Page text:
A state refers to the particular condition that someone or something is in at a particular time. A self-state is the condition that the self is in in any given moment. An essential skill for living well is learning to regulate our internal states.
What is a state made up of? Mental activities (including thoughts, beliefs, intentions, memories and images), feelings, emotions, and bodily sensations (the senses). These components are like the ingredients that make up a soup. They combine to give an overall ‘taste’, which we either experience as pleasant, unpleasant or neutral.
When we are unaware of our internal state, we are controlled by it. But when we become aware of our state in any moment, we have the opportunity to regulate and, to some degree, direct and shift our states.
Practice: Notice and name
Regulation begins when we start to notice what is happening and then give some meaning to that experience by naming it. We can start with the question:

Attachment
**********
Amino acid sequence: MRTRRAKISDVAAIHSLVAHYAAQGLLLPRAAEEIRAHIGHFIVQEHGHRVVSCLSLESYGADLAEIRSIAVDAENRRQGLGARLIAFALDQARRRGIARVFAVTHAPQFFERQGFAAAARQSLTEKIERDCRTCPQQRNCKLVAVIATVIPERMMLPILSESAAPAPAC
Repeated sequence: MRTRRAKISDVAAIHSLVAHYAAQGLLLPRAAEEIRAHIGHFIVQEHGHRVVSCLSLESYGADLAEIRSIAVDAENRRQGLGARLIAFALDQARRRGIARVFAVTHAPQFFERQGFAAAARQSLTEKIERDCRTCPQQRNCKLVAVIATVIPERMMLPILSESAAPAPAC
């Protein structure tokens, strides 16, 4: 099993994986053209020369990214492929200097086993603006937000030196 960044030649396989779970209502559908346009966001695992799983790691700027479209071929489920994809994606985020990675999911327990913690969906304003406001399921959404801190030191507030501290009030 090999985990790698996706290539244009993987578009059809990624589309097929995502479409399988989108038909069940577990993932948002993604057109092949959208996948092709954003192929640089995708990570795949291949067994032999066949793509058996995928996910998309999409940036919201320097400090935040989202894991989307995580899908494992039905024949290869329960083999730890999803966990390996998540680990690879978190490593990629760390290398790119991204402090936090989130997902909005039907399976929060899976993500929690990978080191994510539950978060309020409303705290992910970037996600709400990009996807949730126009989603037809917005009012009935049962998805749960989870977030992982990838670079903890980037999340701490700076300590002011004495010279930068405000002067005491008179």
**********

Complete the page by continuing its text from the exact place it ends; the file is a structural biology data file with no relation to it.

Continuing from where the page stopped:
What am I noticing?
Then direct your attention to all the different inner ingredients: Thoughts, emotions, sensations. We can deepen the inquiry and get a better sense of the state by asking (there is no need to use all of the following, just pick a couple at a time that resonate):
What is the texture of this state?
What shape is it? Colour? Is it heavy or light, moving or still?
If it were an image or a picture what would it look like?
If it could speak what would it say?
If this state were a story, what story would it tell?
We can also externalise the state by drawing or painting it, writing and expressing its point of view. We can play a song that might represent it, or pick an object in the environment that could represent it (a cushion, a toy, a teddy).
Different postures and movements of the body can be used to express a self-state. Tune into the state and then see if you can embody or express that state in a posture, gesture or movement.
Then see if you can name the experience. You can describe the emotion or use imagery and metaphors that might more accurately reflect it. Just see what word or phrase most naturally and spontaneously comes to mind like ‘sadness’, ‘driven’, ‘stormy’, ‘desert-like’, ‘lost at sea’ etc.
As you name and notice the experience, track any changes that occur in the self-state you are in. Try to bring curiosity and compassion to the process throughout.